'Feed The Beast' Stays Faithful To Danish TV

A surprisingly strong run of prestige dramas have been adapted for American audiences from Denmark. The U.S. is no stranger to adapting foreign series, but this country has inspired a steady stream of hits. Danish television shows like political drama Borgen, mystery-thriller The Killing, and popular crime saga The Bridge have either been adapted or found success overseas in their original Danish-language form. Amongst these shows is a crime-kitchen crossover show called Bankerot, which translates to Broke, is getting the AMC adaptation treatment just as The Killing did. The network's series Feed the Beast is an adaptation of Bankerot, but just how similar will the American show be to its predecessor?

Feed The Beast and Bankerot seem to share the same structure. Both series center around two friends, one addicted to cocaine and fresh out of prison, the other an alcoholic father mourning the recent loss of his wife. The former owes money to a gangster called The Tooth Fairy (or Tandfeen in Danish), and the latter has a son that hasn't spoken since the accident as well as a powerful and violent father figure. These two decide to solve all of their problems by opening a restaurant together, but the mob seems unable to keep out of their way.

It seems that the largest difference between series is that Feed The Beast is less of an ensemble piece. Bankerot features a larger cast rounding out its show, while Feed The Beast lays its focus strongly on its two leads, the charming Dion (Jim Sturgess) and the neurotic Tommy (David Schwimmer). Also included in the American cast is Pilar, who fills the role of Hannah from Bankerot, a woman who Tommy meets at a grief group.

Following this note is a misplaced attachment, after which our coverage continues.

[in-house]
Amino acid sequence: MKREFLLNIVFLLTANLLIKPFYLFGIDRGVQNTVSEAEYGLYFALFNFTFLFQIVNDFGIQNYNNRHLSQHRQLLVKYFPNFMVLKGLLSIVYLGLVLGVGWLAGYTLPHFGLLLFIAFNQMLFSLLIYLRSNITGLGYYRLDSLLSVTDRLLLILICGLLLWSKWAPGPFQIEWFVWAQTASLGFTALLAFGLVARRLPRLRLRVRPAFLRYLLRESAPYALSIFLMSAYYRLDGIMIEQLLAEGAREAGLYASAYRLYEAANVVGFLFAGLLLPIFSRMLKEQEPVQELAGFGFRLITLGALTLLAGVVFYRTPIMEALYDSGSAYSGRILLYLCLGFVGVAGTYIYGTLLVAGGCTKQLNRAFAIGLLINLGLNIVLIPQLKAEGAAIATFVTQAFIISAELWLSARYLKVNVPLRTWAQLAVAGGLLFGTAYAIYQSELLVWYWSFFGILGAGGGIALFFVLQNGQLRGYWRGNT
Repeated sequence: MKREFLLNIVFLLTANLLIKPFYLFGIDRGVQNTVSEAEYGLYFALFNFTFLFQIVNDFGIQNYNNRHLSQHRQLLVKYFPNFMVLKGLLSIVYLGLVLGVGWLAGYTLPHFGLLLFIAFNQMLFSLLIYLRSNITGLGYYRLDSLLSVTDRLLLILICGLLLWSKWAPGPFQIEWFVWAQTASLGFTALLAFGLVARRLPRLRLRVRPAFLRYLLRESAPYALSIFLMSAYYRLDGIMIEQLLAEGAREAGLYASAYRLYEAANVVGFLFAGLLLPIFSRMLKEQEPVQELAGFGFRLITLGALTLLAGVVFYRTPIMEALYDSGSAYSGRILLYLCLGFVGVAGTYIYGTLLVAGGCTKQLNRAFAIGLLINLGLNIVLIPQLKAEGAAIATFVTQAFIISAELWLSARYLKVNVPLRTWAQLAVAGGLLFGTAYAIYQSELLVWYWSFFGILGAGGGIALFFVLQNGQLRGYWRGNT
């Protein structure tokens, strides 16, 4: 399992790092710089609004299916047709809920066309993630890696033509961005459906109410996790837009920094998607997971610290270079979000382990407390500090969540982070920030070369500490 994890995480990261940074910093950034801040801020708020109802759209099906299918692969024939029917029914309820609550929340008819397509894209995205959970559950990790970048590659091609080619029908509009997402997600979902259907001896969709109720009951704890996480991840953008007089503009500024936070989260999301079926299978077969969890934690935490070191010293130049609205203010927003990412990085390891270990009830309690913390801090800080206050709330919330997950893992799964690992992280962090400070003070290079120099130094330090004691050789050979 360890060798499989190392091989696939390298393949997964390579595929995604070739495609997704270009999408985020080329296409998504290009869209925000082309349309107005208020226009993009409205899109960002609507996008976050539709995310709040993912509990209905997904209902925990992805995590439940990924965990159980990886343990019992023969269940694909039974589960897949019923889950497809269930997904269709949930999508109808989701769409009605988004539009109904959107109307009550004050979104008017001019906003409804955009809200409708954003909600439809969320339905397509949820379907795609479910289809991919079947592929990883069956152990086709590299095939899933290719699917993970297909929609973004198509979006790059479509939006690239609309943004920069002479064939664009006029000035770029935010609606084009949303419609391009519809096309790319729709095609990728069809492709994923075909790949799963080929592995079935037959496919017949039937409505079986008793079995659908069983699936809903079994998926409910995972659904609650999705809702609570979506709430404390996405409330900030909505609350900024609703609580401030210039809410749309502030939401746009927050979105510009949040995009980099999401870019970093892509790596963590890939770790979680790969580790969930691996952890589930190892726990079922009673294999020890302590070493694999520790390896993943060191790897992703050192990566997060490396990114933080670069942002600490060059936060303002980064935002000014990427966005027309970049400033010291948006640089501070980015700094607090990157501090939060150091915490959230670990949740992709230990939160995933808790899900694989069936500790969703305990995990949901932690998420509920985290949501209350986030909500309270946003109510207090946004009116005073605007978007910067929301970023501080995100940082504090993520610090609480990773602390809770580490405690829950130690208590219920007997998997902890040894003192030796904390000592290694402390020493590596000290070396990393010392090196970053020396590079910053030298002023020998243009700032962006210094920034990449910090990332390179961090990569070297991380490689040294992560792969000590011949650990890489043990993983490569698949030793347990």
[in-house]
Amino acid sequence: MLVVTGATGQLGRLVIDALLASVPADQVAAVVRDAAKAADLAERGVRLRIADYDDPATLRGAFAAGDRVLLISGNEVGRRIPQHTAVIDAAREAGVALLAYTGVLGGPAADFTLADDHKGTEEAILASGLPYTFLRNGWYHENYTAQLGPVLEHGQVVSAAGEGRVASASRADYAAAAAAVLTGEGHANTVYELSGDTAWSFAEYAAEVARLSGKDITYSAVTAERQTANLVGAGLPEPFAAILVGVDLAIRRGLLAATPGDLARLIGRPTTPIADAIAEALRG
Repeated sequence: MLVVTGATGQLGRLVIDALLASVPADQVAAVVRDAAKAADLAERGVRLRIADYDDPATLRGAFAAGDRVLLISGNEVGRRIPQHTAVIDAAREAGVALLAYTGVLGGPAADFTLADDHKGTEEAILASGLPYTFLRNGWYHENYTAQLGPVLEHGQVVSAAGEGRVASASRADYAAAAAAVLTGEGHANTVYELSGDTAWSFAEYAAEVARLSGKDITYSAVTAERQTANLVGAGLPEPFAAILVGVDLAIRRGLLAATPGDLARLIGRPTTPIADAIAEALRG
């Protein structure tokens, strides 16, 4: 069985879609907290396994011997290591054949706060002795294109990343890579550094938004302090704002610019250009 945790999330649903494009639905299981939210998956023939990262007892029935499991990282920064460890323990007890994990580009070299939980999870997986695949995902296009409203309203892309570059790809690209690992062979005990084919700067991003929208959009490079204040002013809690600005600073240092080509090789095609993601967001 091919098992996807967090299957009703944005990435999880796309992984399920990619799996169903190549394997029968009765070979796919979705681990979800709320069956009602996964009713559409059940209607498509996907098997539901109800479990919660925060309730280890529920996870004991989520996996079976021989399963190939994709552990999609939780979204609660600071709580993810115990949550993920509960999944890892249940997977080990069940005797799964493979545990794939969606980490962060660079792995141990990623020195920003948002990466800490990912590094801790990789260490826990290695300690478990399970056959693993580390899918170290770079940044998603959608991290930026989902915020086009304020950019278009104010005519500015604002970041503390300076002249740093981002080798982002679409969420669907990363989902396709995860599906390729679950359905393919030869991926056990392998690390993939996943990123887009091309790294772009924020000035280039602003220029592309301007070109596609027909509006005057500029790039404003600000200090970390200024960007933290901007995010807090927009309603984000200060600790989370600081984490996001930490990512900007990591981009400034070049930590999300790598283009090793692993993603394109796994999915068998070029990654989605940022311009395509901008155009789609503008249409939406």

A few characters from Bankerot go through name changes in adaptation, as Tommy's son is named TJ in the American version and Niklas in the original, while Tommy's father, Aidan, is simply referred to as Father in the original series. Feed the Beast also adds to Tommy's background by letting viewers get to know his late wife, Rie, through flashback sequences.

While there are some differences in how characters are presented in each version, the core of what made Bankerot the series it is is still present in Feed The Beast. The absurd crime dramedy left waves throughout Denmark, and could very well do the same for AMC. The one thing that both shows are guaranteed to do, no matter what country they are adapted for, is make the audience very, very hungry.

Image: Frank Ockenfels/AMC